Andrew Weaver walks into history as B.C.'s first Green party MLA

Andrew Weaver strolled through the revolving doors of the B.C. legislature and into the history books Thursday as the province’s first Green party MLA.

Weaver took the oath of allegiance inside the legislative chamber, emerging as a newly minted MLA with access to parliamentary privileges and votes.

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The 51-year-old climate scientist toppled Liberal cabinet minister Ida Chong in Oak Bay-Gordon Head on May 14, giving his fledgling B.C. Green party its first foothold in the legislature.

He pledged to do politics differently by working on behind-the-scenes collaboration and not playing out conflict in front of the media.

“We should be here to do policy, not to fight,” he said. “We should be able to support good policy and at the same time oppose bad policy. … Criticism is easy. Constructive criticism is more difficult. I think that will be my role.”

Weaver was quick to wade into provincial issues Thursday, urging the government to move fixed provincial election dates from the spring to the fall and create a parliamentary budget officer. He also pledged to be more transparent with his MLA expenditures.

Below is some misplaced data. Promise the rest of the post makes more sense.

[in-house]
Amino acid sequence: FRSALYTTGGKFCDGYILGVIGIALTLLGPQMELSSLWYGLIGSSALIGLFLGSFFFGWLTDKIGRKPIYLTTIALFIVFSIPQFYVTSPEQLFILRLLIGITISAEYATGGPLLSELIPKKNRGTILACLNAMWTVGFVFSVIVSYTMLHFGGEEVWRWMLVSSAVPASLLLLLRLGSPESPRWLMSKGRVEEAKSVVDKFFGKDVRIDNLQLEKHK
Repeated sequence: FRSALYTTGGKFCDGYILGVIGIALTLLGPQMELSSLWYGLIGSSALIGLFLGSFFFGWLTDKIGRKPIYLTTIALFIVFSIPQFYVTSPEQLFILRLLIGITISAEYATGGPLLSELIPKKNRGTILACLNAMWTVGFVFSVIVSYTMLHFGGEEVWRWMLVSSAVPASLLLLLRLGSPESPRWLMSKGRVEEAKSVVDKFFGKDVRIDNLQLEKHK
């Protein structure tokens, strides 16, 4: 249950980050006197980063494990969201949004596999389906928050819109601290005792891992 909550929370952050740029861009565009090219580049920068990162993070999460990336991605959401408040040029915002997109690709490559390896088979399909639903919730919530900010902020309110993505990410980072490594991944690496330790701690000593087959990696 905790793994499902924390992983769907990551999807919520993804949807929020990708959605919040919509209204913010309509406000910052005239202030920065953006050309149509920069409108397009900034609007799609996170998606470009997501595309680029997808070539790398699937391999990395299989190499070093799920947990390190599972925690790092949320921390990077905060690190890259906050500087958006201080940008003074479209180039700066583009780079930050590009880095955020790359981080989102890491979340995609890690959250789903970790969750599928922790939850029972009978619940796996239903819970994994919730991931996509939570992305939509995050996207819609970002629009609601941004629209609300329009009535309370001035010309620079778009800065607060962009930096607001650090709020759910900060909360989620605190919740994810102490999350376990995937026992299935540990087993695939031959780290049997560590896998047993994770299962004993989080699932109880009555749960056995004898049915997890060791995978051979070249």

Weaver called Premier Christy Clark’s plan to rapidly develop the liquefied natural gas industry, and use the revenue to pay off the provincial debt in 15 years, a “pipe dream” because it will fail to predict the future price differential between Asian markets and British Columbia.

“The only way this is going to work is with massive taxpayer subsidies, because the economics don’t work otherwise,” he said of the Liberal LNG plan.

“That’s my fear … that to further this promise, we will actually end up subsidizing massively an industry that doesn’t need it.”

As the lone Green MLA (technically recognized by the legislature as an independent), Weaver might find his opportunities for debate limited.

He’ll be at the whim of the Opposition NDP for a chance to talk in question period — and many New Democrats remain upset at the Greens for luring away previous NDP voters.

“I’ve worked over the years with members in all parties, so I don’t see why I can’t continue to do so,” Weaver said.

“I’m sure I will be able to do so. I’m going to have no problem sitting down at lunch at the NDP table. They might have a problem with it, but if you can’t eat lunch together, you can never work together. One of the first things I’m going to do is make sure people talk in different forums.”

Weaver is on political leave from his professor’s position at the University of Victoria. He’s taking a pay cut, by forgoing a $182,100 UVic salary for $101,859 in MLA pay.

Weaver is the first MLA to be sworn in out of the 85 who won in the May 14 election.

He becomes B.C.’s 883rd MLA since 1871.

He swore his allegiance to the Queen on a bible, signed the parliamentary roll, received a copy of his writ of election and attached an exclusive MLA-only pin to his suit jacket lapel.

rshaw@timescolonist.com

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